Democracy's double-edged sword

Governors, state officials can unleash progressive dreams or alt-right nightmares. That's reason enough to vote.

Published October 1, 2016 1:30PM (EDT)

 (AP/Sue Ogrocki)
(AP/Sue Ogrocki)

In a 1932 dissenting opinion, Supreme Court Justice Louis Brandeis noted that the benefit of America's federal structure is that "a single courageous state may, if its citizens choose, serve as a laboratory; and try novel social and economic experiments without risk to the rest of the country."

During my two terms as Texas agriculture commissioner, I was lucky enough to get the chance to put the Brandeis proposition into practice. There we succeeded in establishing a broad network of farmers' markets, providing state certification and labeling for organic products, promulgating comprehensive pesticide protections, creating food marketing co-ops, encouraging farmers to grow high-value nonconventional crops (from apples to wine grapes), financing and developing locally owned agricultural processing facilities.

We also worked on opening the doors of corporate-controlled commerce so small farmers and food artisans could sell their products in supermarkets and even in international markets as well as promoting water conservation and the use of renewable energy sources. It was Brandeis' "laboratory" realized!

But, oops, meet the unintended consequences of Brandeisian theory: the gaggle of small-minded, far-right extremists who have grabbed the levers of gubernatorial power and established notoriously regressive regimes in Wisconsin, North Carolina, Kansas, Florida, Maine, Michigan, Arizona, Oklahoma, Indiana and Texas.

These governors share an uncanny uniformity in the policies (written by the American Legislative Exchange Council) that they push and the political language they use — as if operating from a common plan, advancing the same duo of governmental goals as follows:

1. To increase the power and profits of the corporate interests that put up the campaign cash that keep the governors in office by delivering subsidies, no-bid contracts, special tax breaks and regulatory benefits.

2. To knock down working-class and poor people by such despotic actions as suppressing voter turnout, destroying unions, bashing immigrants, militarizing police forces, slashing education budgets, corporatizing government programs, cutting human services for the needy, holding down wages, using theocratic piety to invade women's bodies and rights and autocratically pre-empting the democratic authority of activist citizens and local governments.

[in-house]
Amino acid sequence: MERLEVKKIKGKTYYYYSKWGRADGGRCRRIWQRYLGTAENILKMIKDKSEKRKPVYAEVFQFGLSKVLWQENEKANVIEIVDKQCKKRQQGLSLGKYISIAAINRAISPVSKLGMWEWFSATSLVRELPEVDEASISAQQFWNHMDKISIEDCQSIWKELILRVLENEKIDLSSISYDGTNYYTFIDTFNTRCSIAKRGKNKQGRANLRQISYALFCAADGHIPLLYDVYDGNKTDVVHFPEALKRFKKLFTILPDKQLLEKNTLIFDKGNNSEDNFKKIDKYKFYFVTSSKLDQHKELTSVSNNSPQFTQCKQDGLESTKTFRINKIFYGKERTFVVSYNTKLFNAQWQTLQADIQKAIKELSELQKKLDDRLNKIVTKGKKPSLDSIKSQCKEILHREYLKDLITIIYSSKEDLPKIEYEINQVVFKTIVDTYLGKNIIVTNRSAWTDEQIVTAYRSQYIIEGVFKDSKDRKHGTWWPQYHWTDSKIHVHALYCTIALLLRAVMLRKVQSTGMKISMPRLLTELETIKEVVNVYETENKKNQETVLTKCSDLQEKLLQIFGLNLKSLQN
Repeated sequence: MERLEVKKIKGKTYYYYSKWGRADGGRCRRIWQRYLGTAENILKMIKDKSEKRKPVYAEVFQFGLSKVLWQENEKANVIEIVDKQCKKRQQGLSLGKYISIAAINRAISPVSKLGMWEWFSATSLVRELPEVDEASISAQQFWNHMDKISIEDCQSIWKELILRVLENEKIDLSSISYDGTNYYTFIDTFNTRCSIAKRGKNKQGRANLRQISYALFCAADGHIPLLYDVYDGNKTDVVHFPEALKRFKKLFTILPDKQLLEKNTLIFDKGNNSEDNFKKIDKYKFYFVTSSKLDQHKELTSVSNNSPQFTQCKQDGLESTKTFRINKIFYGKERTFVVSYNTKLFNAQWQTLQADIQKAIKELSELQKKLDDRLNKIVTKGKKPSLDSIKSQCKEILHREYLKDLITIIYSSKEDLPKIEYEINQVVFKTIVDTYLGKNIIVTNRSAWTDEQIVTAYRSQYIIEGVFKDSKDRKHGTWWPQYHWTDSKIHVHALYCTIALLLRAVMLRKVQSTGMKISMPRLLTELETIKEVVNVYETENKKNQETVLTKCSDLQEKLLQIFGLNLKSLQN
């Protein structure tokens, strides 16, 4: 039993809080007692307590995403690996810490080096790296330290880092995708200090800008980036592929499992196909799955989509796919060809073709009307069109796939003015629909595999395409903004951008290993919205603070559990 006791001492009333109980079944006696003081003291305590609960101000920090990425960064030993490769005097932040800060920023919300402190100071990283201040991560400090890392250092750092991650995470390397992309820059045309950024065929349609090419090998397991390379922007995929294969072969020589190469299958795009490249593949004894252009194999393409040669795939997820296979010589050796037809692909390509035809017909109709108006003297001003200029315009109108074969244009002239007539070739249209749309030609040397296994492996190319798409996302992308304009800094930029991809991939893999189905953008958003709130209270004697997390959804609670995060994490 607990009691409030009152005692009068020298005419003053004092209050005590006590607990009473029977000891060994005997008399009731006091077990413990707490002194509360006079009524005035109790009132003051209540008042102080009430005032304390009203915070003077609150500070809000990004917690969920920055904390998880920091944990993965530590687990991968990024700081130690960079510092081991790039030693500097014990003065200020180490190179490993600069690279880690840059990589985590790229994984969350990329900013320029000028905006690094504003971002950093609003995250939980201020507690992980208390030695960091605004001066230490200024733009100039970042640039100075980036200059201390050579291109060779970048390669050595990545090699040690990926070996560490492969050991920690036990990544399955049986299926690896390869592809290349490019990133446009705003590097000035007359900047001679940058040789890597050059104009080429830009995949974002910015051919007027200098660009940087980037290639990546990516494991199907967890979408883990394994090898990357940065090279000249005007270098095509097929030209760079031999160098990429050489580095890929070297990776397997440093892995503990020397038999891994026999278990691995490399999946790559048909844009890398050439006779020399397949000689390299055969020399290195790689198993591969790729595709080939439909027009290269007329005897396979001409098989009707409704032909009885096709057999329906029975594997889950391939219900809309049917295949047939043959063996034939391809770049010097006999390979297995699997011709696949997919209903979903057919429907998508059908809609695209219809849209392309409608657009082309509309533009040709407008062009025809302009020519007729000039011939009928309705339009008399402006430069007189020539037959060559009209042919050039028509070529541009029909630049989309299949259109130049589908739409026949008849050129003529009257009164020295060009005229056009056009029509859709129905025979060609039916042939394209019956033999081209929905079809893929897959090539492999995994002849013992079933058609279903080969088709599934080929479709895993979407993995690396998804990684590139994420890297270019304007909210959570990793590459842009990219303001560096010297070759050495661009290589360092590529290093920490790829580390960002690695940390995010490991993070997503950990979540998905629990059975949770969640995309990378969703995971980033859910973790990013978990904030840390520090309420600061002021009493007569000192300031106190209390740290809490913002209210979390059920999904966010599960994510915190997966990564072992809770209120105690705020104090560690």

So while state (and local) offices offer myriad opportunities to create progressive democratic change, those laboratories of democracy are equally available to Dr. Frankenstein right-wingers (funded by the Koch brothers and their cartel) who seek to engineer regressive plutocratic changes.

And in recent years the forces of corporate rule have been building a national political structure that brick by brick locks in plutocratic power. Key to this scheme is systemically investing in the takeover of such state posts as governorships, legislatures, judges, redistricting boards and regulatory agencies. Meanwhile, liberal strategists, funders and political operatives have largely avoided the gritty work of building democratic power through state campaigns. Instead, they have focused almost exclusively on the more glamorous, high-dollar races for president and Congress.

The right wing has recognized that while the media and both major parties are riveted on this year's macabre (thanks to the Donald) contest for the White House, that's hardly the only race that matters. And at least one progressive leader agrees: "Trump and Hillary are taking up all the oxygen," said Nick Rathod, head of State Innovation Exchange, a policy consortium. "But, really, he explained, "where policy making is getting done is the states."

Having lost 913 state legislative seats since 2010, Democrats should be crying Mayday, for Republicans now control 68 of America's 99 state legislative chambers — more than any time in our history. This includes 23 "trifecta" states where the GOP controls the governor's office and both legislative chambers. In case the Democratic Party needs a civics 101 refresher course: These state chambers will be redrawing — that is gerrymandering — congressional districts following the 2020 census.

So, perhaps it's time for the Democrats' strategic geniuses and the rest of us to pay a bit more attention to state representative and senate races.

By Jim Hightower

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